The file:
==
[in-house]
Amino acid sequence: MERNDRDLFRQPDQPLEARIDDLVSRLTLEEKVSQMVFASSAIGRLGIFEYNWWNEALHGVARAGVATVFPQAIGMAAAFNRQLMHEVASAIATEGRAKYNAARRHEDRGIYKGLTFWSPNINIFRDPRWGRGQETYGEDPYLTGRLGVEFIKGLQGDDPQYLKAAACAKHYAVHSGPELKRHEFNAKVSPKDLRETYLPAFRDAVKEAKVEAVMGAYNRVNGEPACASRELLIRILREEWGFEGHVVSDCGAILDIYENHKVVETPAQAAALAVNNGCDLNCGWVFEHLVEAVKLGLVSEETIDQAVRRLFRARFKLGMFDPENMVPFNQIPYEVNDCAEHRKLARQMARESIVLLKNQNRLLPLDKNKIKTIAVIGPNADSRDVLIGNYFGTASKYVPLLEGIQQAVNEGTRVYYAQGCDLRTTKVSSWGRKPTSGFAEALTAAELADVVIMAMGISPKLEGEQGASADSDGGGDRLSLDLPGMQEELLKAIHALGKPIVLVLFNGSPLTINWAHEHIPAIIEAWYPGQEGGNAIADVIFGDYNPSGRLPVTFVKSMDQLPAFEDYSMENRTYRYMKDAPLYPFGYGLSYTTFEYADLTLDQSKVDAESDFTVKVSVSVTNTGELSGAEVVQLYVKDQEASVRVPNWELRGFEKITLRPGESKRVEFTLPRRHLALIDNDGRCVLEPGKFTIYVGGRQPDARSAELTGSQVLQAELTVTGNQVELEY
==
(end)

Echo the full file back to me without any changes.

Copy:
[in-house]
Amino acid sequence: MERNDRDLFRQPDQPLEARIDDLVSRLTLEEKVSQMVFASSAIGRLGIFEYNWWNEALHGVARAGVATVFPQAIGMAAAFNRQLMHEVASAIATEGRAKYNAARRHEDRGIYKGLTFWSPNINIFRDPRWGRGQETYGEDPYLTGRLGVEFIKGLQGDDPQYLKAAACAKHYAVHSGPELKRHEFNAKVSPKDLRETYLPAFRDAVKEAKVEAVMGAYNRVNGEPACASRELLIRILREEWGFEGHVVSDCGAILDIYENHKVVETPAQAAALAVNNGCDLNCGWVFEHLVEAVKLGLVSEETIDQAVRRLFRARFKLGMFDPENMVPFNQIPYEVNDCAEHRKLARQMARESIVLLKNQNRLLPLDKNKIKTIAVIGPNADSRDVLIGNYFGTASKYVPLLEGIQQAVNEGTRVYYAQGCDLRTTKVSSWGRKPTSGFAEALTAAELADVVIMAMGISPKLEGEQGASADSDGGGDRLSLDLPGMQEELLKAIHALGKPIVLVLFNGSPLTINWAHEHIPAIIEAWYPGQEGGNAIADVIFGDYNPSGRLPVTFVKSMDQLPAFEDYSMENRTYRYMKDAPLYPFGYGLSYTTFEYADLTLDQSKVDAESDFTVKVSVSVTNTGELSGAEVVQLYVKDQEASVRVPNWELRGFEKITLRPGESKRVEFTLPRRHLALIDNDGRCVLEPGKFTIYVGGRQPDARSAELTGSQVLQAELTVTGNQVELEY